Allen C Reed (1924-2012) m Grace Springstein (1930- )

I have found little information on Betty Reed Dowell, except in 2012 she was stated in her brothers obit as living in San Francisco.

Her brother Alan Reed lived in San Diego and died there at 87 years of age. He married and they had three children.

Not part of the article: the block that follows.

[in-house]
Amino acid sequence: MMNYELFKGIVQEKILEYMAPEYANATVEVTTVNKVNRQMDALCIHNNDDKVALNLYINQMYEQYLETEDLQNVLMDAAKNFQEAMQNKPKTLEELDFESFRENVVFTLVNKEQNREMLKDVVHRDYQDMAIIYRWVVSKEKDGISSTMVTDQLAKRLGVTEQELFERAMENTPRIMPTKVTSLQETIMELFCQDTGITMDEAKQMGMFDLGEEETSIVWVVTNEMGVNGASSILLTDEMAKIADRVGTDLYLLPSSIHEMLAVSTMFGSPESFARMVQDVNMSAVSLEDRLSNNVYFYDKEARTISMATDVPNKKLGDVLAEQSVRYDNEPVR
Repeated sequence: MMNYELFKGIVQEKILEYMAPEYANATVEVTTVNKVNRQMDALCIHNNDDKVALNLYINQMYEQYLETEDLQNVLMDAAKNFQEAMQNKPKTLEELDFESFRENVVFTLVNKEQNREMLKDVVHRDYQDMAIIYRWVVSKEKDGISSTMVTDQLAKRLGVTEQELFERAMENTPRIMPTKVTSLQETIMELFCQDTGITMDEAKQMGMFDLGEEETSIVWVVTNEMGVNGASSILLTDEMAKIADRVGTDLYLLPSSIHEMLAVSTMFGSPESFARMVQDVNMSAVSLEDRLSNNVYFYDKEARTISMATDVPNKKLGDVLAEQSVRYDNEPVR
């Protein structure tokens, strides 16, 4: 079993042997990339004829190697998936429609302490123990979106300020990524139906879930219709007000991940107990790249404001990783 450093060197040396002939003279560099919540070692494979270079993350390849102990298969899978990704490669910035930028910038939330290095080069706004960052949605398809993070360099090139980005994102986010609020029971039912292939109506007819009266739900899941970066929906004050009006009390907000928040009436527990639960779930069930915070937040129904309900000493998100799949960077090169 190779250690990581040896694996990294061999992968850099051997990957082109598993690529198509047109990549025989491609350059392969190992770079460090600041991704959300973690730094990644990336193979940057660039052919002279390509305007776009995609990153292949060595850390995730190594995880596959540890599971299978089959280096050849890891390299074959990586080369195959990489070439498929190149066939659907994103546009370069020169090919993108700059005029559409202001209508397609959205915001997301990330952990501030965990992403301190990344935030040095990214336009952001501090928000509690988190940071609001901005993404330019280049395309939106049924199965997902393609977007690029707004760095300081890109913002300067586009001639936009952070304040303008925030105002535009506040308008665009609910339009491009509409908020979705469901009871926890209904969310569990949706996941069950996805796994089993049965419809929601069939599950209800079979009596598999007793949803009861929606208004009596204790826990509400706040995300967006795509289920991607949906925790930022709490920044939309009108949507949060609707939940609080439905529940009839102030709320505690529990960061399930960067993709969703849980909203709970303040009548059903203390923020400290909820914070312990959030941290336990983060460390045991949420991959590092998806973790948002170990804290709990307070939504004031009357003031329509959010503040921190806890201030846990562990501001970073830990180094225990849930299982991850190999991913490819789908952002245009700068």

Obit : REED, ALAN CLYDE Alan Clyde Reed, 87 years old, of San Diego, California, passed away at Grossmont Hospital on Wednesday, February 15, 2012, after a heroic battle with cancer. He was a loving and devoted husband and father. Alan was born on July 15, 1924, at Mercy Hospital in San Diego, California, to Clyde and Emily Reed. He grew up in San Diego, California, with his sister Betty. He graduated from San Diego High School in 1942. He joined the United States Army and served in the Tenth Mountain Division. Alan earned a B.A. in Economics from Stanford University in 1948 and later in 1950 went on to receive his Master’s in Business Administration from the Stanford Graduate School of Business. Alan married Grace Springstead at All Saints Episcopal Church in San Diego, California, on June 30, 1950. After graduation, Alan was affiliated with the Carnation Dairy Company for five years and left the organization as its district sales manager. In 1955, he went on to work for Home Federal Savings and Loan in a variety of capacities during his 27 years with the company, including appraiser, branch manager, real estate owned department manager, and Senior Vice President in charge of investments and loan services. After his retirement from Home Federal Savings and Loan in 1982, Alan opened his own mortgage brokerage company, the Southland Group. He served on the board of directors for International Savings Bank, The Christian Eye Ministry, Forest Home Christian Conference Center, and Christian Heritage College. In addition, he served as President of the Merchants Credit Association of San Diego, San Diego County Escrow Association, San Diego Downtown Association, Board of Deacons at Shadow Mountain Ministries, The Institute of Real Estate Management of the National Association of Realtors, and Vice President of the National Alliance of Businessmen in Washington D.C. (their mission was to produce jobs for veterans and the disadvantaged.) Alan received the “Lifetime Recognition Award” from IREM, as well as a Presidential Commendation from Richard Nixon for his work on the National Alliance of Businessmen. His hobbies included playing many sports, tending to his beautiful roses and lilies, and most of all deep sea fishing and sharing his catch with others! Alan is survived by his wife of 62 years, Grace; his son, Scott Reed of Rocklin, California and his wife Sharon; his daughter, Carolyn Suggett of Mooresville, North Carolina and her husband John; and his daughter, Cathy Holliman of Rancho San Diego, California and her husband Jim. Surviving grandchildren include Lisa Erickson, Kelly Reed Devine, Parris Reed, Whitney Reed Nickel, Amanda Holliman, Matthew Holliman, and Andrew Holliman. In addition, he is survived by two great-grandchildren, Brody and Dylan Devine. Alan is also survived by his sister, Betty Dowell of San Francisco, California.